Crime

Gun Safety Laws Are Pointless If Nobody Bothers to Enforce Them

Glock pistols are displayed at the Defence and Security Exhibition on September 10, 2013 in London, England.

Photo by Peter Macdiarmid/Getty Images

On Saturday, a 2-year-old North Carolina girl was playing in her house when she found her father’s loaded handgun hidden under the couch. She grabbed the gun, shot herself, and died later that day. On Sunday, the girl’s father, a 19-year-old felon named Melvin Clark, was arrested and charged with involuntary manslaughter.

I’m glad Clark was charged, and I hope he’s convicted. The speed with which charges were brought against Clark is somewhat surprising, given that, as the Fayetteville (N.C.) Observer has reported, there have been several unintentional shootings in the Fayetteville area recently that have not resulted in charges. In March, a Robeson County man was cleaning his shotgun when it unexpectedly discharged, killing his 10-year-old son; it does not appear that charges were ever brought against him. (I’ve contacted the district attorney’s office, and will update this post when I get a definite answer.) That same month, a Columbus County man was playing with his gun when it suddenly discharged, injuring his friend; no charges were filed. In 2011, a Tabor City, N.C., man fired a rifle he thought was unloaded. It wasn’t, and the bullet went through the walls of his house and into a neighbor’s yard, striking three people, one of whom later died. The man was never charged.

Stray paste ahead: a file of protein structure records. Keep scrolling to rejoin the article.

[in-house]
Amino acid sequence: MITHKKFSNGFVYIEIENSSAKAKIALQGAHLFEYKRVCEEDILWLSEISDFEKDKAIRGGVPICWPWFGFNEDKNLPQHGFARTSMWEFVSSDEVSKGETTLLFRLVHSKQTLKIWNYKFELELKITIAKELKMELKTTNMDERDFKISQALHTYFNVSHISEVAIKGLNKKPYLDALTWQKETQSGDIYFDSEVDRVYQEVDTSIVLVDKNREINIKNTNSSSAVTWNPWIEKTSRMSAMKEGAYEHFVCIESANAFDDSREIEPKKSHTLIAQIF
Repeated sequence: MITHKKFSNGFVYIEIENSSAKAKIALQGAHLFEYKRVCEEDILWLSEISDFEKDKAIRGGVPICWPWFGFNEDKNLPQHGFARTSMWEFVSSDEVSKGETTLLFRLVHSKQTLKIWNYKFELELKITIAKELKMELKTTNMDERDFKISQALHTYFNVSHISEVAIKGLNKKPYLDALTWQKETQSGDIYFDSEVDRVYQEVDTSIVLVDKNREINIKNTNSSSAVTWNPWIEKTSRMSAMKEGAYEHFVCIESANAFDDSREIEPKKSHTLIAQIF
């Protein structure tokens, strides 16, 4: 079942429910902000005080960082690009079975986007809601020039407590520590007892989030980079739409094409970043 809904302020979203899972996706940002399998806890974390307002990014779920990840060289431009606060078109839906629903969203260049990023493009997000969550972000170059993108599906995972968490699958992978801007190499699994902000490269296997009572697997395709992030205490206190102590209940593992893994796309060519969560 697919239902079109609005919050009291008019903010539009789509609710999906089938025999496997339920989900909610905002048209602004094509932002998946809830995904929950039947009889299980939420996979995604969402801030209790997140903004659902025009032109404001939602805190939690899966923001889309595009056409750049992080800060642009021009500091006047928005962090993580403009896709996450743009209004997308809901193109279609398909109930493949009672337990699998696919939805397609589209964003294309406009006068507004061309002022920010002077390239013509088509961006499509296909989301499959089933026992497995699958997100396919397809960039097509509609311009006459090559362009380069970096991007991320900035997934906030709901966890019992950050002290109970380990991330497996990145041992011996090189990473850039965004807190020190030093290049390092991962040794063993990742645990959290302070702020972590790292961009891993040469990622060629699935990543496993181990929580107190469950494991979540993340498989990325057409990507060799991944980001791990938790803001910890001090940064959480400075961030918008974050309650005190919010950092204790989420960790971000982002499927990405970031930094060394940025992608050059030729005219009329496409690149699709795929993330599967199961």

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These cases involved adults, not children, so they’re not directly comparable to this past weekend’s shooting. But the broader point still stands: Except in rare circumstances, guns don’t just magically go off on their own. So-called accidental discharges can generally be ascribed to carelessness on the part of the gun owner. The state can encourage compliance with gun safety protocols by charging those people whose failure to follow them results in injury or death. That’s one reason why I support prosecuting gun-owning parents whose children die or are injured in unintentional shootings: to send a message to other gun-owning parents, and hopefully encourage them to take gun safety more seriously. But that message gets muddled if the laws are inconsistently enforced.

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Previous coverage of child shootings:

There Are Way More Unintentional Child Shootings Than Anyone Thought
A Wisconsin Boy Shot His Sister. Their Father Is Facing Charges. Other States Should Take Note.
Two More Kids Were Shot With Their Relatives’ Guns. We Need to Pass Laws to Punish the Relatives.
Another “Accidental” Shooting. Another Child Dead. Another State Claims, Wrongly, That No One Is at Fault.
Is It Ever Really an Accident When a 4-Year-Old Shoots and Kills His Father?
A 4-Year-Boy Killed His 2-Year-Old Brother and the Father Was Convicted of Manslaughter. Good.
Another Day, Another “Accidental” Child Shooting Death
Another “Accidental” Child Shooting Death Shows that Child Shooting Deaths Are Not Accidental

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